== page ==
That volunteer guide expects a big payoff for his tour not because he is unreasonable, but because tourists are unreasonable. Prices are rising in Amman and I bet NGOs and people who don't know what stuff is supposed to cost are at fault. I like to be generous, I suppose. I mean, I like to share and its fun to treat someone to an experience. But that is not the same as spending indiscriminately. But what something should really cost is the sort of thing you may only know if you are local.
As we walked back to the ticketing gate kids with iced water bottles swarmed us. They addressed Mohammad, and bantered back and forth. Later he said "they would sell me water for 50 cents, but they wanted to charge you 75". We laughed. We already had purchased water to avoid paying too much at Jerash. I'm guessing 75 cents for water kept on ice and delivered to you by hand is too much? We found cheap food in Jerash ("the tourist places charge insane prices!" explained Mohammad) and thanks to his help I was able to get a bowl of hummus and a bowl of cucumber. It is hard being allergic to gluten and unable to even convey the idea of such a thing. Can you mime out gluten? Some people literally live on bread here. Not eating bread? What the hell is wrong with you? How do you feel about breathing air?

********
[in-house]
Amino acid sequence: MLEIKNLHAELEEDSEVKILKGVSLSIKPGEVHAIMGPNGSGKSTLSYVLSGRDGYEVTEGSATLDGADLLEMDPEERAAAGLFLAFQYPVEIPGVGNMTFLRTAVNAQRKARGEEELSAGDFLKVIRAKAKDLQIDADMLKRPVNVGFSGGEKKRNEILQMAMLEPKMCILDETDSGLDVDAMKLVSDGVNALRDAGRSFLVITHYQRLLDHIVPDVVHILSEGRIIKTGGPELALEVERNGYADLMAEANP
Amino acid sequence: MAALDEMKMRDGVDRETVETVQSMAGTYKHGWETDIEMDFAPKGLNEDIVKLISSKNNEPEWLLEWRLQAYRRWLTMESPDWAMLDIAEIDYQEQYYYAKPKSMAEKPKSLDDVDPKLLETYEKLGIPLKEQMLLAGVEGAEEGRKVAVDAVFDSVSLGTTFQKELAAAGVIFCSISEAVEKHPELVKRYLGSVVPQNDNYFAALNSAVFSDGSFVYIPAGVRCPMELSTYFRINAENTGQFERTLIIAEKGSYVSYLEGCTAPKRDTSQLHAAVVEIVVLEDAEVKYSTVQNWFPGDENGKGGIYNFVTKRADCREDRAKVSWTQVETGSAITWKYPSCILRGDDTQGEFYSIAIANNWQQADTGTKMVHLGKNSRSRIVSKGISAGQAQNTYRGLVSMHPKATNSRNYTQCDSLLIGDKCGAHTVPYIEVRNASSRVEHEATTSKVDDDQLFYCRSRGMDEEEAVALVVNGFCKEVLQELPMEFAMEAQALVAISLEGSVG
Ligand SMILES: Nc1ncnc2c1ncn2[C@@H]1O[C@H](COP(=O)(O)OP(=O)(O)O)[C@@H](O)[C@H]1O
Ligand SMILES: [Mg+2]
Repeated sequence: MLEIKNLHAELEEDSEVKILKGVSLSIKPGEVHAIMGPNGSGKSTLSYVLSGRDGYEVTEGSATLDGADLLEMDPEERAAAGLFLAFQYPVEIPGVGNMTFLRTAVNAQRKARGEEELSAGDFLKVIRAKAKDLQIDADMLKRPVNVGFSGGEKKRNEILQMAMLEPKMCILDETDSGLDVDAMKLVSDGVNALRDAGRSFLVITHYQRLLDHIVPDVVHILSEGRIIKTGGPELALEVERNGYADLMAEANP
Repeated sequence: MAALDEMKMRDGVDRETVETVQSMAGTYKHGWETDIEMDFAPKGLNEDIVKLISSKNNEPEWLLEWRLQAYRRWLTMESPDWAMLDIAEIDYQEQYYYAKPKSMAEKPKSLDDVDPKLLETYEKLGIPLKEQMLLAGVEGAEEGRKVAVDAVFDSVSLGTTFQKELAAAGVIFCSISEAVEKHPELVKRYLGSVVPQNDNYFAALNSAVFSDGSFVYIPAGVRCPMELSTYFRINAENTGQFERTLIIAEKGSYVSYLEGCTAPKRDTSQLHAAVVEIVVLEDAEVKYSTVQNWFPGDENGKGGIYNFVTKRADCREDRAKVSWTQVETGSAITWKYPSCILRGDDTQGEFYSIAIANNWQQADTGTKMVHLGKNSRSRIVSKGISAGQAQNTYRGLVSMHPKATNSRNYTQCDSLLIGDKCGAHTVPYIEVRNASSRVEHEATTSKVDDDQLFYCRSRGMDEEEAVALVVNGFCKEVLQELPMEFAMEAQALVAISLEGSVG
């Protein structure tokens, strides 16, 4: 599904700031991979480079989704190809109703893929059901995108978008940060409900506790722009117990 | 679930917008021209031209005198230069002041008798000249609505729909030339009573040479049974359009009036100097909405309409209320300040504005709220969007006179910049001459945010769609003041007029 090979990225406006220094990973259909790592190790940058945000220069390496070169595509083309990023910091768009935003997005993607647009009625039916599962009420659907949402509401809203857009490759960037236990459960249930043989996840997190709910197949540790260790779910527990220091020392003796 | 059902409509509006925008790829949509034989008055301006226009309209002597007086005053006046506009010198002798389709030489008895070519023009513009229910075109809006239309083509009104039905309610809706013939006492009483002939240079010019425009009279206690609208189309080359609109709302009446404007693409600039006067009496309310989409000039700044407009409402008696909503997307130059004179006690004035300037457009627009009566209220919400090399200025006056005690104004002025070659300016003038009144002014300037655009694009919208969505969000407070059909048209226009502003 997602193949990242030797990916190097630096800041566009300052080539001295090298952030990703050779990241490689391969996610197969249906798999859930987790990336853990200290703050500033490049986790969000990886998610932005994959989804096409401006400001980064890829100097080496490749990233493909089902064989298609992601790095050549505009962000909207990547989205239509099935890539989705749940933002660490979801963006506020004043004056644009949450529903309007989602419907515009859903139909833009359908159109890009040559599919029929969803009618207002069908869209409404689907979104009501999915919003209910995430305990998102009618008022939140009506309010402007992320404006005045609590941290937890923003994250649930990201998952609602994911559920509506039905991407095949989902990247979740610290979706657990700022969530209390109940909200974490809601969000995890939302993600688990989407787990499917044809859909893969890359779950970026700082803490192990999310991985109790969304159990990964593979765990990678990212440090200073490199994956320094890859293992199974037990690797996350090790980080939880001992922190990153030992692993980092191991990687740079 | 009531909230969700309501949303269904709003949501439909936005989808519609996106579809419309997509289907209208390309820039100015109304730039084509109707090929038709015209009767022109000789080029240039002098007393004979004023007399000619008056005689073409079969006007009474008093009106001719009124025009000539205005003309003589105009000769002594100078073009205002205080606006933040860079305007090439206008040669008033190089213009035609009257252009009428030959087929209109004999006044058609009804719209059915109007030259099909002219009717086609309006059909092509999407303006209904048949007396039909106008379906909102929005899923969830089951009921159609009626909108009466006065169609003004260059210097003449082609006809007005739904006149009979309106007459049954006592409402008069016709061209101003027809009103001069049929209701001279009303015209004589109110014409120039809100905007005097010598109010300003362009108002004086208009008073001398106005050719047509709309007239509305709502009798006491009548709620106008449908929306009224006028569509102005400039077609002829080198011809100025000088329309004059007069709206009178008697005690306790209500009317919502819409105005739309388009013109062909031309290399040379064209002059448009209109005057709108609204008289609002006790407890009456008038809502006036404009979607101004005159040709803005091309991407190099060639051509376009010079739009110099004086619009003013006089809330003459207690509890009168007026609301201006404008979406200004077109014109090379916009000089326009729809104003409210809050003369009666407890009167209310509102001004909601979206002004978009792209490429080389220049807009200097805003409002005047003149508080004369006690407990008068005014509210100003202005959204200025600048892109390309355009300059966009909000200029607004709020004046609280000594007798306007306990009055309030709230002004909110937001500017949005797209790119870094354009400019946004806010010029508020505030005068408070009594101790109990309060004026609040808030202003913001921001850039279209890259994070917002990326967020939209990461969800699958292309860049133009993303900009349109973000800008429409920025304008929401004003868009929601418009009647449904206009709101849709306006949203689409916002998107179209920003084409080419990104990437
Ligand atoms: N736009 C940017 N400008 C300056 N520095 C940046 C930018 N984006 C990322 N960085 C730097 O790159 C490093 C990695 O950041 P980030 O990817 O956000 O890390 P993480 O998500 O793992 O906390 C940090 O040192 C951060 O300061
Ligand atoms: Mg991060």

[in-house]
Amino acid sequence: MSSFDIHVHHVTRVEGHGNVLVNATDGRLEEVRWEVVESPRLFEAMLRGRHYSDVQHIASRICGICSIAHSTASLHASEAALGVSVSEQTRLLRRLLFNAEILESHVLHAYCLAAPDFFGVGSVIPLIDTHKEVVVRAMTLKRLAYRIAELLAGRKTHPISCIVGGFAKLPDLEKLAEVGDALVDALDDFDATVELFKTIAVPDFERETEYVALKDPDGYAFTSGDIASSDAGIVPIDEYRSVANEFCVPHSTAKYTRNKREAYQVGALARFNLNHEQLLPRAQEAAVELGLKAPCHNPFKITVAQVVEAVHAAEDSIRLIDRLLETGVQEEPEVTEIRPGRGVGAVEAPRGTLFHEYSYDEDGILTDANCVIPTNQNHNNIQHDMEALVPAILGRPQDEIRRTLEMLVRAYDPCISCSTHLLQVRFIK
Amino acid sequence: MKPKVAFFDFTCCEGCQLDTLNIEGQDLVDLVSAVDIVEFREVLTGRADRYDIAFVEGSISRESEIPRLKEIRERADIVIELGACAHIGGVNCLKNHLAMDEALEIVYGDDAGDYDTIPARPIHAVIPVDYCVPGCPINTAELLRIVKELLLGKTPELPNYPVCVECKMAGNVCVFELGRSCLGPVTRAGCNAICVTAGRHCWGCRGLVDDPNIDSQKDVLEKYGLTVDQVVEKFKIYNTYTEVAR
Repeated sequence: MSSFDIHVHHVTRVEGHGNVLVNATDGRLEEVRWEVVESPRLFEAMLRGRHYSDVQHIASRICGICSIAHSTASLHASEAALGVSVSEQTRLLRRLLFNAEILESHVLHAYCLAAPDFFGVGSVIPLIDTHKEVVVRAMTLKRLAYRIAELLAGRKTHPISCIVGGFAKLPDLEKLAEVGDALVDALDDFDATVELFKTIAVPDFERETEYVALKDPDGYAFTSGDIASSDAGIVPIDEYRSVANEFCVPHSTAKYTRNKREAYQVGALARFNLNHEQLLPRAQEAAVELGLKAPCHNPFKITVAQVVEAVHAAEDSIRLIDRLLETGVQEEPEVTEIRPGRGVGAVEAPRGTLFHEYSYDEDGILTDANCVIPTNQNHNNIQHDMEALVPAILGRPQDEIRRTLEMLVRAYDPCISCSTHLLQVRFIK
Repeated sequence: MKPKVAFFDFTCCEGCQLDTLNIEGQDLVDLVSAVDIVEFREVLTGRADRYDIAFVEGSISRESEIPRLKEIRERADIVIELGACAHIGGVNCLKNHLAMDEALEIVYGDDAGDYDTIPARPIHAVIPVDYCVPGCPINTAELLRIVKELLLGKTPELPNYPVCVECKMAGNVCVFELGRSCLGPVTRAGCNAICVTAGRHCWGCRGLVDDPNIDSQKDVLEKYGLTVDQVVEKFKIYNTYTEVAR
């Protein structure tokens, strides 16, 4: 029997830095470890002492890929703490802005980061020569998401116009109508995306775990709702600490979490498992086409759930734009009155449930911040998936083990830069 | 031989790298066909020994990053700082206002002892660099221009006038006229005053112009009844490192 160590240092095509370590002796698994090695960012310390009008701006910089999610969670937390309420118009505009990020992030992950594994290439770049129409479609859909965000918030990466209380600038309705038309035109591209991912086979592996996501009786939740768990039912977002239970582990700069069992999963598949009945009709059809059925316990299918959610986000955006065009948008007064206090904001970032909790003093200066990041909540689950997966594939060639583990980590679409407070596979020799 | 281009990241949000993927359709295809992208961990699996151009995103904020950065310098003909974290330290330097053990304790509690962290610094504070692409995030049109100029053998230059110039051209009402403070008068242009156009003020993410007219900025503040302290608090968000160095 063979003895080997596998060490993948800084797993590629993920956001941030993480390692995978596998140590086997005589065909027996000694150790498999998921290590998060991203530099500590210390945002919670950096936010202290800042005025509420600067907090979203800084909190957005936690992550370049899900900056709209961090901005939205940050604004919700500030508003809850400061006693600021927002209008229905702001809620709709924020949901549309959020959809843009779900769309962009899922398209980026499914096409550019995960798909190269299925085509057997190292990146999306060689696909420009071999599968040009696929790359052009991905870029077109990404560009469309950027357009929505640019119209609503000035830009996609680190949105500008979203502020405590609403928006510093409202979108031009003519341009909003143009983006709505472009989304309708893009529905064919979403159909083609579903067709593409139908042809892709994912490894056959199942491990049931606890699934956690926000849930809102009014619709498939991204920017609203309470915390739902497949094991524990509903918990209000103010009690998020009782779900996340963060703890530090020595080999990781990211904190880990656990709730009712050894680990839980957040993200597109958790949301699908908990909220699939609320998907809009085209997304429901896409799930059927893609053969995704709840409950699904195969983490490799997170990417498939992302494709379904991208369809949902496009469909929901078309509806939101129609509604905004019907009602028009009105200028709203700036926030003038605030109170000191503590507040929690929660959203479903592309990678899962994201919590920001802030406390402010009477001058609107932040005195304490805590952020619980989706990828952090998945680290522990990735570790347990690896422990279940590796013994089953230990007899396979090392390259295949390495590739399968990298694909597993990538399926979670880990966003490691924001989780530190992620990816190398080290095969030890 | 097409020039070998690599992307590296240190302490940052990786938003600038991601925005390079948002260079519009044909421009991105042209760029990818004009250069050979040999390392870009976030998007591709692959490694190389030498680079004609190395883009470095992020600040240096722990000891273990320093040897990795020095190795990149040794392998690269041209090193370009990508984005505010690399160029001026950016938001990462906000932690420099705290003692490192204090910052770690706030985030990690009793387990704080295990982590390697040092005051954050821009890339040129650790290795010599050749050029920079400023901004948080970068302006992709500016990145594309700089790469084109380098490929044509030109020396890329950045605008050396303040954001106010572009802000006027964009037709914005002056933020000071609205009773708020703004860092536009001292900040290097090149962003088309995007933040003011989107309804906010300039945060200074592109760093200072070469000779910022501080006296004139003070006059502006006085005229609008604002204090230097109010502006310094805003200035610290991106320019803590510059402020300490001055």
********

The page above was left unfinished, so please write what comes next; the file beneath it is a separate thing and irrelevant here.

A couple of adorable young girls hit us up for change and Mohammad shooed them away, giving them some coins. How much should we have given them? Were they really in need (probably) or just sent by their parents to shake down the tourists (also probably)? We finished our meal and paid the 3$ tab. Then we sped off to make the sunset at the somewhat distant castle in Ajloun. To the south of us in Salt (Mohammad's hometown), near Amman, police had recently been killed, blown up by a terrorist group. This night they were hunting down the perpetrators, and by the next day they would corner the group in a building. There the group would blow up the building they were in, killing some of their number. Civilians would be injured in the exchange of gunfire.
But for us the sunset at the castle was peaceful, and just amazing. From it's high position you could see the deep valley carved by the Jordan river as it flows from the Sea of Gallilee into the dead end of the Dead Sea. Windows from homes in the West Bank caught light and reflected it to us. The sea breeze blew in from the Mediterranean and finally I was cool. On the ride home Mohammad said he had a fantastic time and needless to say so did we.